“The biggest thing nowadays compared to when I grew up in NASCAR is that braking systems have come a long way. If you go back to the late 90s and early 2000s, you had to save your brakes at a place like Martinsville and hoped that you had them at the end of the race. Brake systems have come so far that, nowadays, you really don’t have to try to save brakes anymore. They work so well that you can abuse them for a whole race and get away with it. Now, the problem at Daytona is there are two braking zones that are going to be so ridiculously fast. When you go into the chicane on the back straightaway and when you go into the chicane that they built on the front straightaway – we are going to be pushing upward of 170 mph. There is no road course you go that fast on. So, you’re definitely going to need to make sure that you do save your brakes. I’m going to have to be somewhat patient to make sure I can save some equipment so that at the end of the race after we’ve made some pit stop strategies, I can hopefully be in contention. The nice thing is compared to normal Daytona for us, I don’t have to ride around and wait for the end of the race. I get to race right from the start. So I’m going to use my stuff early to get easy spots. I’m going to use the strategy to try to get through it – to save my brakes so that at the end I have a Beard Oil Distributing/South Point Hotel & Casino Chevrolet Camaro that’s in perfect condition to go race for the win.”
NORM: You’ve enjoyed a good bit of success when it comes to road-course racing, for in addition to a win in the Rolex 24 at Daytona, you have an Xfinity Series victory at Road America. How satisfying were those wins, especially the Xfinity Series win as you were the only driver and you had to hold off a veteran road racer in Alex Tagliani?
“Road America is one of my favorite road courses in the country. I’ve been racing there since I was 16 years old. What that racetrack is in the road-course world and what it means for me, personally, because of my long history there – it amazes me. I passed Chase Elliott. I had let him have the preferred line and was able to pass him. I was able to hold him off on wet tires. There were just so many things that we did well that day to win that race that it was kind of a complete race for us. That race will be cherished in my memory for a long time.”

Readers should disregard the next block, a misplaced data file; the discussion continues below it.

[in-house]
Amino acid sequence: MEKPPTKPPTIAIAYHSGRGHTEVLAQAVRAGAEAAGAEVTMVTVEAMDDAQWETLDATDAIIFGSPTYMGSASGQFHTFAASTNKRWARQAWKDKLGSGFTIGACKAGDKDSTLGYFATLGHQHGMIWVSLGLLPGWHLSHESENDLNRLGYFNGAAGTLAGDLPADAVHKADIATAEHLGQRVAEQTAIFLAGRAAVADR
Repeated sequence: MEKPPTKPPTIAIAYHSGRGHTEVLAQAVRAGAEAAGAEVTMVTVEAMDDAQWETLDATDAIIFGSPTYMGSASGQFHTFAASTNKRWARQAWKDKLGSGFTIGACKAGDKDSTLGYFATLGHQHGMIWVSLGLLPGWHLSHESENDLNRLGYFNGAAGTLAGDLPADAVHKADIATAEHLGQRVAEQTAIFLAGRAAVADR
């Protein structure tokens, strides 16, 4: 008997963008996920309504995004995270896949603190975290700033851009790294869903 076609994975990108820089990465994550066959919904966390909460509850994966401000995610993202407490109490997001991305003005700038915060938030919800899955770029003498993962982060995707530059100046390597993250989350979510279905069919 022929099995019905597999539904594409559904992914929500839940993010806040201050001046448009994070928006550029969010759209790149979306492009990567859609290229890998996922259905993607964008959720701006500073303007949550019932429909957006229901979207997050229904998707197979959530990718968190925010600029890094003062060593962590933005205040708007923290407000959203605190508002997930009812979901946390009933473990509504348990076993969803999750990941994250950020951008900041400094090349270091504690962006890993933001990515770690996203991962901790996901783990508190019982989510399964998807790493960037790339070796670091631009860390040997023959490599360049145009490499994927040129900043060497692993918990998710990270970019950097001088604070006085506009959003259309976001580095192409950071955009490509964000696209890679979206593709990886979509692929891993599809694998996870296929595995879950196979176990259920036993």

NORM: From sports cars to stock cars, even back to your days racing in the NASCAR K&N Pro Series West, you’ve competed on road courses. What’s the mentality you need to have to succeed?
“What people don’t realize in the stock-car world is I’ve been racing since 1991. I grew up racing and teaching sports-car racing. That’s what I grew up doing originally before I came to NASCAR. So when I came to NASCAR, I was really bummed when they took the road courses out of the Truck Series. I was all excited to go road-course racing. So when I finally got to the Xfinity Series and got to go road-course racing in Cup, I was all excited. I remember during my rookie year in 2004, I was leading near the end of the race at Watkins Glen when I choked. I flat out admit that I choked. I always loved my road racing. I grew up doing the old Trans-Am Series and going to Skip Barber, Bondurant – that was part of cutting my racing teeth growing up. As far as the mentality to succeed at road racing, you have to have a mindset that you know how to do things right. I came up in the era of human transmissions and you had to learn how to shift where they didn’t want to. You had to learn how to not zing a motor because they couldn’t handle those RPMs. Nowadays, you can get away with murder. I remember when I drove the Porsche in 2010 at Daytona – the team looked at the data and they laughed because I was double-clutch, heel-and-toe downshifting for every shift. And they looked at the data and said, ‘Wow, you do that really well, but you realize we don’t need to do that.’ It’s become so much easier than it was back in the 90s and it’s made people a lot better road racer because of that. You have to have that mindset to say, ‘Hey, I’ve been doing this so long, I can double-clutch, heel-and-toe downshift if I need to.’ These 18-year-olds don’t even know what that is. And you have to have that mentality that I am better than them because of it. You always have to have that mentality that you think you are better for a reason, and road racing is something that I’ve always felt that I was better at than other people.”
NORM: Can having a negative mindset about road-course racing doom your race before it even starts?
“Absolutely. It doesn’t have to be a road course. It can be an oval. If you come in and think that you don’t know how to shift well, or you think you’re going to have a problem matching revs, or have a problem downshifting and wheel-hopping into a corner – then that’s all you focus on. Any sports psychologist is going to tell you that if you focus on the negatives, you’re going to have negatives. That was my problem at Richmond. It’s not my problem at a road course.”
NORM: With no practice and no qualifying, how important will experience and an open mind be to performing well in the Go Bowling 235?
“Experience is going to be key, especially early. Knowing the people I’m racing around and knowing I’m going to have to come from 40th – that’s the bad news for the No. 62. I’m going to have to come from the back, so I’m going to have to work my way around a lot of people that may have a negative attitude or maybe do struggle with road racing. So, I’m going to have to be careful. I have to keep that Beard Oil Distributing/South Point Hotel & Casino Chevrolet Camaro completely clean early on. No need to do some damage early because that will make for a long day. I’ve got to be careful, pick and choose my spots, but get as much as I can early because that’s when we are bunched up the most.”
Well, gang, that’s about all for this week.